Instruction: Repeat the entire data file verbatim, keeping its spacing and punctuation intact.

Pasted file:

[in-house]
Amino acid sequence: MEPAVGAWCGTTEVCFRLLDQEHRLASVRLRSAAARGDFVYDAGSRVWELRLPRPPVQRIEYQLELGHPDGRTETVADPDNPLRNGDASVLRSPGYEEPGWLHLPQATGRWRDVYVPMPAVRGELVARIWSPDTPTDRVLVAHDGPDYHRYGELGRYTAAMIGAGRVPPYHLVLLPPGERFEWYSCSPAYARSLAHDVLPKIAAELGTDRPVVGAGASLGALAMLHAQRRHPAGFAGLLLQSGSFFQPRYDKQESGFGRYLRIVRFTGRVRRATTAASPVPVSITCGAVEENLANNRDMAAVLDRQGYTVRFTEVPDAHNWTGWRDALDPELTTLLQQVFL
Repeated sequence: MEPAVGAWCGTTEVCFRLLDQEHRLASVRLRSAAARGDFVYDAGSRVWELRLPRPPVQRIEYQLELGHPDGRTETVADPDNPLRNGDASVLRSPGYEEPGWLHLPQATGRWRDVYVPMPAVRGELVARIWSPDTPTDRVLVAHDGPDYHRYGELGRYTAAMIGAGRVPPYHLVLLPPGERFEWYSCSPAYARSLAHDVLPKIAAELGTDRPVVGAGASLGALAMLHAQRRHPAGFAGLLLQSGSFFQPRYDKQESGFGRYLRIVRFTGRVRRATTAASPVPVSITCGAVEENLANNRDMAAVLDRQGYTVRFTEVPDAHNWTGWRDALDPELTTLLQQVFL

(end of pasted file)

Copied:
[in-house]
Amino acid sequence: MEPAVGAWCGTTEVCFRLLDQEHRLASVRLRSAAARGDFVYDAGSRVWELRLPRPPVQRIEYQLELGHPDGRTETVADPDNPLRNGDASVLRSPGYEEPGWLHLPQATGRWRDVYVPMPAVRGELVARIWSPDTPTDRVLVAHDGPDYHRYGELGRYTAAMIGAGRVPPYHLVLLPPGERFEWYSCSPAYARSLAHDVLPKIAAELGTDRPVVGAGASLGALAMLHAQRRHPAGFAGLLLQSGSFFQPRYDKQESGFGRYLRIVRFTGRVRRATTAASPVPVSITCGAVEENLANNRDMAAVLDRQGYTVRFTEVPDAHNWTGWRDALDPELTTLLQQVFL
Repeated sequence: MEPAVGAWCGTTEVCFRLLDQEHRLASVRLRSAAARGDFVYDAGSRVWELRLPRPPVQRIEYQLELGHPDGRTETVADPDNPLRNGDASVLRSPGYEEPGWLHLPQATGRWRDVYVPMPAVRGELVARIWSPDTPTDRVLVAHDGPDYHRYGELGRYTAAMIGAGRVPPYHLVLLPPGERFEWYSCSPAYARSLAHDVLPKIAAELGTDRPVVGAGASLGALAMLHAQRRHPAGFAGLLLQSGSFFQPRYDKQESGFGRYLRIVRFTGRVRRATTAASPVPVSITCGAVEENLANNRDMAAVLDRQGYTVRFTEVPDAHNWTGWRDALDPELTTLLQQVFL